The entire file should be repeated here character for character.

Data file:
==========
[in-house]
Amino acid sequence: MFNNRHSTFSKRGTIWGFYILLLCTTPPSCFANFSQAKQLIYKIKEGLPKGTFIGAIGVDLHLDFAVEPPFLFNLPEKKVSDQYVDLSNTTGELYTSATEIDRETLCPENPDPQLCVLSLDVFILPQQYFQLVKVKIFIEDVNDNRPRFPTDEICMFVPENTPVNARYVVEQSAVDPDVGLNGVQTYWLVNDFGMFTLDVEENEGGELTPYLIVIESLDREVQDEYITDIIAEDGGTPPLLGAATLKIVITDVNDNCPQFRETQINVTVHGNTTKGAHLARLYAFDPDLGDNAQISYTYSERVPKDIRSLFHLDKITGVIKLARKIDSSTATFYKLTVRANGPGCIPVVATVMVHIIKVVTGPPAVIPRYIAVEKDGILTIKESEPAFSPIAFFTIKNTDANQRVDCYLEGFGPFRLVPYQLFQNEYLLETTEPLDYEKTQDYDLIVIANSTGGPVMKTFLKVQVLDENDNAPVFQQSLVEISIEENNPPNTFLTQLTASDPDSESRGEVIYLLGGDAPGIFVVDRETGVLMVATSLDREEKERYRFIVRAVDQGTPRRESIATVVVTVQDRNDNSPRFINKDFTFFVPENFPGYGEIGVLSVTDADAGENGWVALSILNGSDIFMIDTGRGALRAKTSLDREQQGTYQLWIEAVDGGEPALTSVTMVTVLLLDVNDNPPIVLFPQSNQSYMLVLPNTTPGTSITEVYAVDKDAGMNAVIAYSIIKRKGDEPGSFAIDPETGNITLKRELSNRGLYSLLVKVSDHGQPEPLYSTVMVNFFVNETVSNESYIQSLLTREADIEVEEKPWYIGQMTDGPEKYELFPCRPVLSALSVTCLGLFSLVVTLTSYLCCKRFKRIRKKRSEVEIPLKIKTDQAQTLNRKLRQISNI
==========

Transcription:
[in-house]
Amino acid sequence: MFNNRHSTFSKRGTIWGFYILLLCTTPPSCFANFSQAKQLIYKIKEGLPKGTFIGAIGVDLHLDFAVEPPFLFNLPEKKVSDQYVDLSNTTGELYTSATEIDRETLCPENPDPQLCVLSLDVFILPQQYFQLVKVKIFIEDVNDNRPRFPTDEICMFVPENTPVNARYVVEQSAVDPDVGLNGVQTYWLVNDFGMFTLDVEENEGGELTPYLIVIESLDREVQDEYITDIIAEDGGTPPLLGAATLKIVITDVNDNCPQFRETQINVTVHGNTTKGAHLARLYAFDPDLGDNAQISYTYSERVPKDIRSLFHLDKITGVIKLARKIDSSTATFYKLTVRANGPGCIPVVATVMVHIIKVVTGPPAVIPRYIAVEKDGILTIKESEPAFSPIAFFTIKNTDANQRVDCYLEGFGPFRLVPYQLFQNEYLLETTEPLDYEKTQDYDLIVIANSTGGPVMKTFLKVQVLDENDNAPVFQQSLVEISIEENNPPNTFLTQLTASDPDSESRGEVIYLLGGDAPGIFVVDRETGVLMVATSLDREEKERYRFIVRAVDQGTPRRESIATVVVTVQDRNDNSPRFINKDFTFFVPENFPGYGEIGVLSVTDADAGENGWVALSILNGSDIFMIDTGRGALRAKTSLDREQQGTYQLWIEAVDGGEPALTSVTMVTVLLLDVNDNPPIVLFPQSNQSYMLVLPNTTPGTSITEVYAVDKDAGMNAVIAYSIIKRKGDEPGSFAIDPETGNITLKRELSNRGLYSLLVKVSDHGQPEPLYSTVMVNFFVNETVSNESYIQSLLTREADIEVEEKPWYIGQMTDGPEKYELFPCRPVLSALSVTCLGLFSLVVTLTSYLCCKRFKRIRKKRSEVEIPLKIKTDQAQTLNRKLRQISNI